To test whether the induced protein nodes that can be governed by a large number of TFs serve distinct biological functions compared with more isolated nodes, we filtered out genes that can be targeted by four or fewer of the 59 putative TFs (representing proteins that are regulated by relatively few TFs) from genes that can be targeted by more than four TFs (representing proteins that are regulated by many TFs). GO analysis for these two sets of MMS-induced proteins revealed a clear difference in functional enrichment, with P -values as low as or lower than those for the combined set of all induced proteins shown in Figure 2 A ( Figure 3 C; Supplementary Table S4 ). Interestingly, induced proteins associated primarily with metabolic processes were found to be targeted by five or more TFs, whereas DNA damage response and chromatin remodeling proteins represent the more isolated nodes that are targeted by four or fewer TFs. In the full transcription network, the median value for indegree is also four, which is similar to the subset of MMS-induced proteins ( Supplementary Figure S14 ). Not surprisingly, when genes are partitioned as mentioned previously in the full network, DNA-related processes do not dominate the more isolated nodes because all cellular functions are now represented. However, metabolic processes continue to be over-represented among the nodes with five or more upstream TFs, indicating that this may be a generic feature of the transcriptional network ( Supplementary Figure S14 ).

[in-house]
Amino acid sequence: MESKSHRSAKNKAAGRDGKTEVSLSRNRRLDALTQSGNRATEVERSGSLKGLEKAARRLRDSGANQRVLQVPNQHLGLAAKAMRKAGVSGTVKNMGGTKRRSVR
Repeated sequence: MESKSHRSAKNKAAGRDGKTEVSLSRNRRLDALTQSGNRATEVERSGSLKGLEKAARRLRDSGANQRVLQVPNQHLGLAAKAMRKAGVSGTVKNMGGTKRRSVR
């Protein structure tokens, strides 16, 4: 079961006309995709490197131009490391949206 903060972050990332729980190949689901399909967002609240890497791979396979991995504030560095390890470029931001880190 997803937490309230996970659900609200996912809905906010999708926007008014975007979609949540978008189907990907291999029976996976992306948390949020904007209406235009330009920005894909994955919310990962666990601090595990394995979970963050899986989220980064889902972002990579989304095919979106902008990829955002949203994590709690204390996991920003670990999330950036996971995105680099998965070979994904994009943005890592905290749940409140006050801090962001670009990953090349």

Enrichment of lipid biosynthesis and membrane trafficking processes among repressed proteins and networks